“I don’t feel like I’m a guy that strives for mediocre tennis or strives for mediocre results,” he said. “It’s definitely something I consider if I’m not able to get 100 per cent back that I wouldn’t play again.”
Osaka and her coach, Wim Fissette, said in December that they were not concerned about her results in Australia. Osaka began practising in October, only three months after giving birth. These first tournaments would give them information about how far along she had come and how far she needed to go. The goal, Fissette said, is for her to be in top form this summer, during the hard court swing in North America that climaxes with the U.S. Open, a tournament she has won twice.
Now they know she has some way to go, at least to get to the top echelon.
On the way to the court, she tapped her name on the wall that signifies her championships, an old ritual. But in Garcia, Osaka faced the No 16 seed who has been a mainstay of the top 10 for most of the last year and a half, is a big hitter and is not a player anyone would choose to face in their first Grand Slam match in 15 months. For most of the match, she did to Osaka what Osaka used to do to everyone else, taking the initiative, stepping into the court and making them deal with the kind of power and pace that forced players back onto their heels and struggling to get their strings on the ball before it passed them by.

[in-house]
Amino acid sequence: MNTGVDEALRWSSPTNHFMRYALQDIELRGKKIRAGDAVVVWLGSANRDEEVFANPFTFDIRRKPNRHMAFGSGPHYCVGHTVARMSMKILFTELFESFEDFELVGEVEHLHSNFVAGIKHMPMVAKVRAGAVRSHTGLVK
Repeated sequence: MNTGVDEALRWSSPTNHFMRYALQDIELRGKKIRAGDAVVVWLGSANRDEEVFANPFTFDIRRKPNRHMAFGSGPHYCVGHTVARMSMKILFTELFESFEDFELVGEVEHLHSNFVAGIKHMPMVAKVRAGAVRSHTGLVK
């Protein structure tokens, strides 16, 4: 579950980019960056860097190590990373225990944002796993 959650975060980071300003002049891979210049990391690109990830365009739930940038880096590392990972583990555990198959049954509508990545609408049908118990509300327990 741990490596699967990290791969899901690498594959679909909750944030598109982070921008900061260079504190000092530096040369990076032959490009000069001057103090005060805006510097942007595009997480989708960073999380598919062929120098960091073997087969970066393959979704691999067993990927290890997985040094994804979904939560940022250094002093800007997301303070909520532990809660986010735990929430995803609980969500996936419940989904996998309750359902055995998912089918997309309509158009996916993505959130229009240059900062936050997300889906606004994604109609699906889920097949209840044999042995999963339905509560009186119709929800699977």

There were moments when Osaka was up to the test, standing on the baseline and matching the power, but not enough, not yet. Comebacks are hard and tennis rarely does sentimentality.
She served 11 aces, but Garcia had 13. She won 78 per cent of the points on her first serve; Garcia won 89 per cent. She lost her serve just once, and faced only three break points; Garcia never lost her serve, and she never faced a break point.
She pushed Garcia to a tiebreaker in the second set, but lost five straight points to end the match, unable to chase down Garcia’s rocketing serves, and her night ended when a backhand clipped the top of the net and didn’t skip over.
Garcia skipped and jumped across the court when it was finished, knowing how well she had needed to play to survive a tough test to start the year’s first Grand Slam.
“She’s been through a lot, I’m just very glad to see her back,” Garcia said of Osaka. “Six months after giving birth she is playing quite amazing.”
Osaka said she was grateful for the past weeks and to have played three tough matches that assured her she could compete with top competition, but a little sad with the results.
“I’m delusional enough to think I could have won the tournament,” she said. That delusion “is what allows me to win tournaments”.
Not this time. Maybe down the road. Comebacks are hard.
(Top photo: Robert Prange/Getty Images)